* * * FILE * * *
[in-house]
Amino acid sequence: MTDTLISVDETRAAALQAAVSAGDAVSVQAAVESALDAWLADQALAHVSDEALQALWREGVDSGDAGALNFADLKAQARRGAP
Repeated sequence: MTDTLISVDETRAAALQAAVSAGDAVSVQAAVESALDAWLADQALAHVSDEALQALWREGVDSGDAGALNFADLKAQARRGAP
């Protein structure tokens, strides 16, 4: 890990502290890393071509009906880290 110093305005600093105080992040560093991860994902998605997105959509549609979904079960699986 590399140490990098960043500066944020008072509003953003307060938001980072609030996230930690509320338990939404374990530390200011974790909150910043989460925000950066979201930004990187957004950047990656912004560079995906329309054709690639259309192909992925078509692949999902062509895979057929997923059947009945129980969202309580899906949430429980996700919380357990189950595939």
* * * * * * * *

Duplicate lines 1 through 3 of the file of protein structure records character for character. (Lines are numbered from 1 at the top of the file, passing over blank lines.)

[in-house]
Amino acid sequence: MTDTLISVDETRAAALQAAVSAGDAVSVQAAVESALDAWLADQALAHVSDEALQALWREGVDSGDAGALNFADLKAQARRGAP
Repeated sequence: MTDTLISVDETRAAALQAAVSAGDAVSVQAAVESALDAWLADQALAHVSDEALQALWREGVDSGDAGALNFADLKAQARRGAP